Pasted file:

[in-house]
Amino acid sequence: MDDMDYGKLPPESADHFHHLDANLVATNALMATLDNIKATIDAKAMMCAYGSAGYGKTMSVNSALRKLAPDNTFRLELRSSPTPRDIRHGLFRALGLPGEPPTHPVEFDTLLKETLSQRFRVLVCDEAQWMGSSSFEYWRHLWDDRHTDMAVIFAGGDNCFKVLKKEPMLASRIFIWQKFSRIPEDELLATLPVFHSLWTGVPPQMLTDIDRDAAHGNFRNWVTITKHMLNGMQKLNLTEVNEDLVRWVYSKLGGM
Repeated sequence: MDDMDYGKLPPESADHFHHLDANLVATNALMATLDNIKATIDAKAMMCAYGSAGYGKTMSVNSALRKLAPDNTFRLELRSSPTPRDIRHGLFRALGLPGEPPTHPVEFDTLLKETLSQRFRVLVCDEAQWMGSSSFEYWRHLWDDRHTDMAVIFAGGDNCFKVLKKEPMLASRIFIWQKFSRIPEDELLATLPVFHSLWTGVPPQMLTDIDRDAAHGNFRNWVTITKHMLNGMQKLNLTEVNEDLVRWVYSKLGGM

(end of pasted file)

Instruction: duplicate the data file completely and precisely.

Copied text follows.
[in-house]
Amino acid sequence: MDDMDYGKLPPESADHFHHLDANLVATNALMATLDNIKATIDAKAMMCAYGSAGYGKTMSVNSALRKLAPDNTFRLELRSSPTPRDIRHGLFRALGLPGEPPTHPVEFDTLLKETLSQRFRVLVCDEAQWMGSSSFEYWRHLWDDRHTDMAVIFAGGDNCFKVLKKEPMLASRIFIWQKFSRIPEDELLATLPVFHSLWTGVPPQMLTDIDRDAAHGNFRNWVTITKHMLNGMQKLNLTEVNEDLVRWVYSKLGGM
Repeated sequence: MDDMDYGKLPPESADHFHHLDANLVATNALMATLDNIKATIDAKAMMCAYGSAGYGKTMSVNSALRKLAPDNTFRLELRSSPTPRDIRHGLFRALGLPGEPPTHPVEFDTLLKETLSQRFRVLVCDEAQWMGSSSFEYWRHLWDDRHTDMAVIFAGGDNCFKVLKKEPMLASRIFIWQKFSRIPEDELLATLPVFHSLWTGVPPQMLTDIDRDAAHGNFRNWVTITKHMLNGMQKLNLTEVNEDLVRWVYSKLGGM